Although we are nowhere near the end of the pandemic, yet we are moving in a positive direction, or at least that’s what most of us think after receiving news on CoVID vaccinations. But ‘when will we return to normalcy?’ is a question that still can not be answered. However, one thing is for sure that workplaces will not be the same. Post-pandemic workplaces will be entirely different from the pre-pandemic ones.

Employers would be pushed to reexamine their employee policies, organizational setup, and operating procedures. And HRs would be the harbingers of this change. In this blog, we look at some of the changes that HRs would likely experience while preparing for the post-pandemic times or while planning the return to work.

1. More and More Remote Work  

Pandemic left us with no alternative but to adopt the remote work setup. But companies are now planning to continue this setup even after the pandemic subsides. However, there’s one catch. This time the selection is out of choice rather than compulsion.

Financial savings is the biggest factor driving this selection. Due to the reduction in on-site operating costs including real-estate rent, operating expenses, office meals, and travel expenses, companies are increasingly leaning towards the remote work option. In a survey conducted, Gartner found that 74% of companies preferred to move their previously on-site employees to remote positions permanently post-pandemic.

Moreover, ensuring social distancing in the confined space of office will also be a challenge for many organizations.

Apart from organizations, even employees benefit from the remote setup. Flexjob survey found that employees save as much as $4000 a year after going remote.

Employee Saving

2. Focus on Wellness Programs

CoVID-19 has not been easy on people, especially in terms of health. Be it physical or mental, people were widely impacted by the pandemic. Locked down in homes, living in fear, working remotely, juggling between thin lines of work and home and whatnot.

post CoVID Employee Wellness


Pandemic brought a lot of unprecedented changes along with it that no one imagined. And the prominent amongst all was the increased focus on health.

As the pandemic is nowhere near the end, companies are doing everything in stride to protect their employees. Research found that 62 percent of employers feel extremely responsible for their employees’ wellness up from 13% in 2013. Due to this, companies are pushing HRs to dive deeper into healthcare and lookout for ways to empower employees’ physical as well as mental health. For example,

  1. Associate with fitness apps so that employees can exercise from home
  2. Provide online counseling for mental health, financial distress, relationship difficulties, and so on.
  3. Conduct virtual ergonomics session
  4. Organize fitness challenges
  5. Encourage employees to take breaks
  6. Provide reimbursements on full-body check-ups or antibodies check-up
  7. If covid vaccination arrives, provide the right information and access to these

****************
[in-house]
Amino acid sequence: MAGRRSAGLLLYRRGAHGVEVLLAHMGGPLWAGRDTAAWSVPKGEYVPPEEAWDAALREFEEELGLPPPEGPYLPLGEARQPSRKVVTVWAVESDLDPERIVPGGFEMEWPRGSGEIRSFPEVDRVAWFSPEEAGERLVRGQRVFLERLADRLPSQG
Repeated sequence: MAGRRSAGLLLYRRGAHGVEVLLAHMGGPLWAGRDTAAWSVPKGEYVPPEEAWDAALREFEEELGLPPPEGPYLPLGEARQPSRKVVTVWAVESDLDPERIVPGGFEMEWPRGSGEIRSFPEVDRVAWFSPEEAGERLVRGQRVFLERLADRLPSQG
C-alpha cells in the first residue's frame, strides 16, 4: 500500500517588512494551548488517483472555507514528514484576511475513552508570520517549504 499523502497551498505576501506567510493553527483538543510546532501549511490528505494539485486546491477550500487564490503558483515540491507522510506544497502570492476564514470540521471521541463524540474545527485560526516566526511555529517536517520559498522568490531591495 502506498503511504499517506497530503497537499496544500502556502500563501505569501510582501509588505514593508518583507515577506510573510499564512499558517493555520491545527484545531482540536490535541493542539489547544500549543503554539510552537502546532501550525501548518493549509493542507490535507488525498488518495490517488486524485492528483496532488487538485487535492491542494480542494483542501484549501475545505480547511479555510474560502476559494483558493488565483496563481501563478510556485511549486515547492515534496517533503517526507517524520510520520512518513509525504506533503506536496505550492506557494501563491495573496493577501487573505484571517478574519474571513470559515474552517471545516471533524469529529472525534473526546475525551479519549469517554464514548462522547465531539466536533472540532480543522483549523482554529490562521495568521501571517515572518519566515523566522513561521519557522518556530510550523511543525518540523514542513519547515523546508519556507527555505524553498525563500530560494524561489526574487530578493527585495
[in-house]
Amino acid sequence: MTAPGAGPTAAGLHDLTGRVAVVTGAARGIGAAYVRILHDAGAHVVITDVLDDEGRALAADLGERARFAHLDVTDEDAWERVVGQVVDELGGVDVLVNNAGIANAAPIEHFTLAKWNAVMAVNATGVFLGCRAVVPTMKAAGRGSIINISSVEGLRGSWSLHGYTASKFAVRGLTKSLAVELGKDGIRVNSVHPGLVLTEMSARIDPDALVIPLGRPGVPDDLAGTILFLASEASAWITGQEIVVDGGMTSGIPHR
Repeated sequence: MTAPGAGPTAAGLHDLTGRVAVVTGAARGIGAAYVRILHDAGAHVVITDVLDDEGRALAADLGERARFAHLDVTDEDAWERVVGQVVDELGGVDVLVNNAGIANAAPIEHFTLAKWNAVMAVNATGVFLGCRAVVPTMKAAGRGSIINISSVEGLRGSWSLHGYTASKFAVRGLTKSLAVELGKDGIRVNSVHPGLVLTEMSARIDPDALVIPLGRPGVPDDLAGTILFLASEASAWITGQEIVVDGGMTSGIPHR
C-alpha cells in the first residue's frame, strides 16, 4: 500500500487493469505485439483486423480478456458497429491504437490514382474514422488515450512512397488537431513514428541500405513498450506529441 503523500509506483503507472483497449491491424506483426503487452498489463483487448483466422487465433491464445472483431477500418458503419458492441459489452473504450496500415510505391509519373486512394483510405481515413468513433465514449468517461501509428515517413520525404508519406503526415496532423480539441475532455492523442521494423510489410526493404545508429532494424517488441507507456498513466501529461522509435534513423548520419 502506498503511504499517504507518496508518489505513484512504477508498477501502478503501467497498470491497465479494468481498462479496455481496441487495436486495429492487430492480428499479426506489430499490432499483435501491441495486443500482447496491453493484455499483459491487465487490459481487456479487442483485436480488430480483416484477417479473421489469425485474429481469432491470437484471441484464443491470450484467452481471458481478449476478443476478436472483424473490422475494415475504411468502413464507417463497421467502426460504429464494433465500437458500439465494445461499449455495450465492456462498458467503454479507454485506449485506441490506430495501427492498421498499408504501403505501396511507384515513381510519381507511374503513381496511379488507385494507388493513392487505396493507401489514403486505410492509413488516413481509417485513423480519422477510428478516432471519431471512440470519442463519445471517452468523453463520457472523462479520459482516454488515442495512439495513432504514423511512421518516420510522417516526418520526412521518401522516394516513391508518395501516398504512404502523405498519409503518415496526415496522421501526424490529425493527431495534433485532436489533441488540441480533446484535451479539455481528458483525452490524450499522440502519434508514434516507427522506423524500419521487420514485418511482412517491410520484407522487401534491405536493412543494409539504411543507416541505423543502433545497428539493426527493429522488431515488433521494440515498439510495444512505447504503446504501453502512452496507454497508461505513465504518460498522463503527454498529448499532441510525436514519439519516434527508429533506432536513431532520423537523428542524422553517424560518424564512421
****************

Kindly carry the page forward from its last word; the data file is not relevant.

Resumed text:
3. Amend Sick Leave Policies

To sustain the pandemic and support the employees, many companies re-evaluated their sick-leave policies. Unlike ever before, they encouraged employees to stay at home. Most companies asked employees to take leave or work from home if they experienced any flu-like symptoms. But the point is all these changes aren’t temporary.

Most employers would likely continue this stance till the pandemic is far behind us. Which is not happening any time soon. Countries are now grappling with new mutations of CoVID which has made the pandemic-free world a far fetched idea. Therefore, HRs would continue to adjust and amend sick leave policies in the future as well.

4. Rethink Workplace Setups

post CoVID HR workplace

Without a second guess, we know offices won’t look the same post-pandemic. Socially distanced desks, masked peers, lunching slots, meeting spaces with video conferencing technology, and much more.

Besides, as CoVID social distancing norms ask companies to increase their floor space, many companies will be reassessing the need for the physical space. Due to which a lot of the companies would be asking employees to continue the remote work, come in multiple shifts or work on alternate days. HRs would be required to perform a series of assessments to identify teams or workers who can work remotely without affecting their effectiveness.

Read More: Returning to Work? Follow These Strategies to Bring Back Your Employees Safely

5. Policies for Gig Workers

HR Gig Workers

During the pandemic, many industries relied on the gig economy for support staff.  It was embraced like never before. The economic instability, CoVID’s grave situation, and sudden demand for a few essentials were the driving factors behind the gig worker surge. After the healthcare sector, online delivery agents had the biggest slice of the pie. In white-collar gig jobs, content marketers, designers experienced a rise in demand.

Post-CoVID times will continue to experience this surge, as gig workers prove to be a promising option. If it continues to grow, HRs would be required to allocate resources to manage the gig workforce. Not only that, but they would also amend or introduce new gig workforce policies to embrace the gig workforce better. This increased reliance on the gig economy has empowered the gig industry to demand a socially secure setup that gives them some employment security under employment laws, without losing the flexible nature of the arrangement.

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